ISO-NE has been studying interconnection needs for about 4.5 GW of offshore wind proposed on Cape Cod, 1.6 of which have been approved and are moving forward. In a recent report, the grid operator said new transmission would be needed in the area to accommodate new generation. But, the report said, “the ISO has also identified there will be a limitation on how much can continue to be added to Cape Cod without also adding very significant new transmission, beyond Cape Cod, to strengthen the connection between Cape Cod and the rest of the surrounding network.”

The current generator interconnection process works as long as there’s transmission capability nearby for the generators, Tabak said. “But at some point when all the available capacity is used up, the next generator after that has to pay for significant upgrades that may make the project uneconomical.”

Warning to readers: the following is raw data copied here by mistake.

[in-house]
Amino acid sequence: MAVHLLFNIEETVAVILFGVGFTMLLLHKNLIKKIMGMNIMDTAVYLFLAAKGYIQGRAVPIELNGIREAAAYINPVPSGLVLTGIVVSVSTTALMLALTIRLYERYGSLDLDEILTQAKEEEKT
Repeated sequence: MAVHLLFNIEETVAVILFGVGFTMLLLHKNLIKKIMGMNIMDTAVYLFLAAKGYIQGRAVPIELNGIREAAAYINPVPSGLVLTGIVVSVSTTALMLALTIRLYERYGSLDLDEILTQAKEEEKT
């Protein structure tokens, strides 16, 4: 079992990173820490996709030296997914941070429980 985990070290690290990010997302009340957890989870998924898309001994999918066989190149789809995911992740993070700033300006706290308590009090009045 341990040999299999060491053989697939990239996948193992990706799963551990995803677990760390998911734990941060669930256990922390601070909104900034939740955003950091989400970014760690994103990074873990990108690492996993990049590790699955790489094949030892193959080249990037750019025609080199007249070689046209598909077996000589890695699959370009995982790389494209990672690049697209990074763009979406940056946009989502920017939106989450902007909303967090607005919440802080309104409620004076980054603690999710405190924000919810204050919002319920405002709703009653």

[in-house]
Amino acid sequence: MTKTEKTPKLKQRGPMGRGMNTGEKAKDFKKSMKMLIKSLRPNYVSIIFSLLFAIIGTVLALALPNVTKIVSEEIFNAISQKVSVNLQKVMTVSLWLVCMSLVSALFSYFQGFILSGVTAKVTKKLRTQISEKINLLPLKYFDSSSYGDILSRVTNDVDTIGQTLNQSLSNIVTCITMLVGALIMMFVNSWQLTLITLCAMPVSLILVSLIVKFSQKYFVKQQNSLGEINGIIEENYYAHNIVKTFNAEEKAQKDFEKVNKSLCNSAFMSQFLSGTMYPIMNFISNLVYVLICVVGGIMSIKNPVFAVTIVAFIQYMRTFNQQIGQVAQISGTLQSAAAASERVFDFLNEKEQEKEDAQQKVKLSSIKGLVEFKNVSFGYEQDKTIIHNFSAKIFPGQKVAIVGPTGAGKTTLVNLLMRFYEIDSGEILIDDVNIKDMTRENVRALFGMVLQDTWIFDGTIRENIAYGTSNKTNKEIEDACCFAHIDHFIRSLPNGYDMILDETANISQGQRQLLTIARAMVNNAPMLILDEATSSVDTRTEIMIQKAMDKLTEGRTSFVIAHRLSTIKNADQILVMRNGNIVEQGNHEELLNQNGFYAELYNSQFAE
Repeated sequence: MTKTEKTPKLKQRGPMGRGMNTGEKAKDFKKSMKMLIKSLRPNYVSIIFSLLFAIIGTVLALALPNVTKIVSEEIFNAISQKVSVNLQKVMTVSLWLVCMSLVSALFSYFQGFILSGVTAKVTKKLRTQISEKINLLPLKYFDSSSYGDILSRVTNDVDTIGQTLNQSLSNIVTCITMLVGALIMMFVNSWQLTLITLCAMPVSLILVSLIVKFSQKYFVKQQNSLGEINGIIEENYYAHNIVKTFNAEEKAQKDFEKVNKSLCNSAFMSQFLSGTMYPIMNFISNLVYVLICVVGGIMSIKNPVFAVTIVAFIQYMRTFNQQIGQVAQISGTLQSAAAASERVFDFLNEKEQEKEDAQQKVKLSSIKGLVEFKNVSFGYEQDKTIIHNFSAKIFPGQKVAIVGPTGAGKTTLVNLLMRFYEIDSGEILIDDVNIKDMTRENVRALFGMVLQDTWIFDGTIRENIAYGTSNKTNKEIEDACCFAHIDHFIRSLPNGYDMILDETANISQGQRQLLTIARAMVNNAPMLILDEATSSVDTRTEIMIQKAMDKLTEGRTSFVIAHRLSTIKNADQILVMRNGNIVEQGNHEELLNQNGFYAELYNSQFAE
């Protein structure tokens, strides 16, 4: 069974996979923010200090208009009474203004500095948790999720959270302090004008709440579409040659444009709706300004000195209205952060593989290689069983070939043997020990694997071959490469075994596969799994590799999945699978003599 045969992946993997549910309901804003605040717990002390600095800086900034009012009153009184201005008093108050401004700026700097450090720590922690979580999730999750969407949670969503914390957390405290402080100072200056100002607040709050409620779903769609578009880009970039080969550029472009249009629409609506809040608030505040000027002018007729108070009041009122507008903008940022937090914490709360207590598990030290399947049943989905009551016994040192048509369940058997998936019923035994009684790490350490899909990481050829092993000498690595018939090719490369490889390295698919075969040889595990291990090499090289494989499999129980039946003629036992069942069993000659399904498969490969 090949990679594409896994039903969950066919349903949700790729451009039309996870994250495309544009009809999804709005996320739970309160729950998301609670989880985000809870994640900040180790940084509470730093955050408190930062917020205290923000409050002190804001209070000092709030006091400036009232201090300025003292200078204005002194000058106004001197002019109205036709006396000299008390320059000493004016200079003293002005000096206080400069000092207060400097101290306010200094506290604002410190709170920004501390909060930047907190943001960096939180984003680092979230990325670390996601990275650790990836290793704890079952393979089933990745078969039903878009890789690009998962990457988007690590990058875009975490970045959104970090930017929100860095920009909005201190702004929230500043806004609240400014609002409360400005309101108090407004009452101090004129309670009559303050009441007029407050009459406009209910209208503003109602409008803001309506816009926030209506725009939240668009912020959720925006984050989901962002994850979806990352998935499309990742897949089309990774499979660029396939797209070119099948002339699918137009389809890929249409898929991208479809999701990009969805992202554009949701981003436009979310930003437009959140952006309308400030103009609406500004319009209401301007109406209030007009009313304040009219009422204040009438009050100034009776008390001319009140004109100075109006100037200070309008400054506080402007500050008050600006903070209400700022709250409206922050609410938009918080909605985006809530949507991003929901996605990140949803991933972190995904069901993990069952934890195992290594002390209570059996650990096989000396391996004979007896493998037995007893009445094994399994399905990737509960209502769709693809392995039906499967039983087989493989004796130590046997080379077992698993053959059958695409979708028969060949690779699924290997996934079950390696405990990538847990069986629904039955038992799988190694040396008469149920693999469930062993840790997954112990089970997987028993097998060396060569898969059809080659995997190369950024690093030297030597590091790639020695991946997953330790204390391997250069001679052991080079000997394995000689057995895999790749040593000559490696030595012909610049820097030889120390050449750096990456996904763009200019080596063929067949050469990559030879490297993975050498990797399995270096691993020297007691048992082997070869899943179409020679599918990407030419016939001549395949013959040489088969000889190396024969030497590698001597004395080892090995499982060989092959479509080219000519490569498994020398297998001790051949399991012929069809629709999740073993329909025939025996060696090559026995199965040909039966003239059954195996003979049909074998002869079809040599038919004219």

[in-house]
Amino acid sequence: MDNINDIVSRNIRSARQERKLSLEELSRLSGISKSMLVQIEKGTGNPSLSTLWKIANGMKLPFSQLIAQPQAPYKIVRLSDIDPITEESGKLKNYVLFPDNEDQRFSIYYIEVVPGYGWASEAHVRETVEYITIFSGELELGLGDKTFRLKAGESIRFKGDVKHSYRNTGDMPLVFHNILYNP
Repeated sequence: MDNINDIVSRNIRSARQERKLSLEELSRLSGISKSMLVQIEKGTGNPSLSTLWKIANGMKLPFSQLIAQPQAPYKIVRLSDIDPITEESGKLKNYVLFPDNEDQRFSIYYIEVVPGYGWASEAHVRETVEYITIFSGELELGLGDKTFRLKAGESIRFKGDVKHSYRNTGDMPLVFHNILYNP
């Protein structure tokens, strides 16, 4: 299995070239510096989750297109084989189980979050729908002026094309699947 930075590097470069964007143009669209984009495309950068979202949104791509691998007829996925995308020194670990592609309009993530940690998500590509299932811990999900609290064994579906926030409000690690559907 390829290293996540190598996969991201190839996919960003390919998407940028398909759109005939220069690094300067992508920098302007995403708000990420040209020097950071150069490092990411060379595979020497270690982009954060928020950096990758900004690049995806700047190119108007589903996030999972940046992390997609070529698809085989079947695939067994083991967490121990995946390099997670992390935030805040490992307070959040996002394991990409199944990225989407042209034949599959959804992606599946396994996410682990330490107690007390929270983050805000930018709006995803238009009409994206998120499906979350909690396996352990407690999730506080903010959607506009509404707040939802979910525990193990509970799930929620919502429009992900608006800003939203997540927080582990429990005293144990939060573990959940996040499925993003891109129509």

Stakeholders in other parts of the world where offshore wind is further along have said a planned approach is necessary. In Denmark, a project-by-project approach led to a burdensome “spaghetti-like transmission scenario,” said Michael Behrmann, director of business development at Clean Energy New Hampshire and vice chair of an offshore wind commission convened by the state legislature.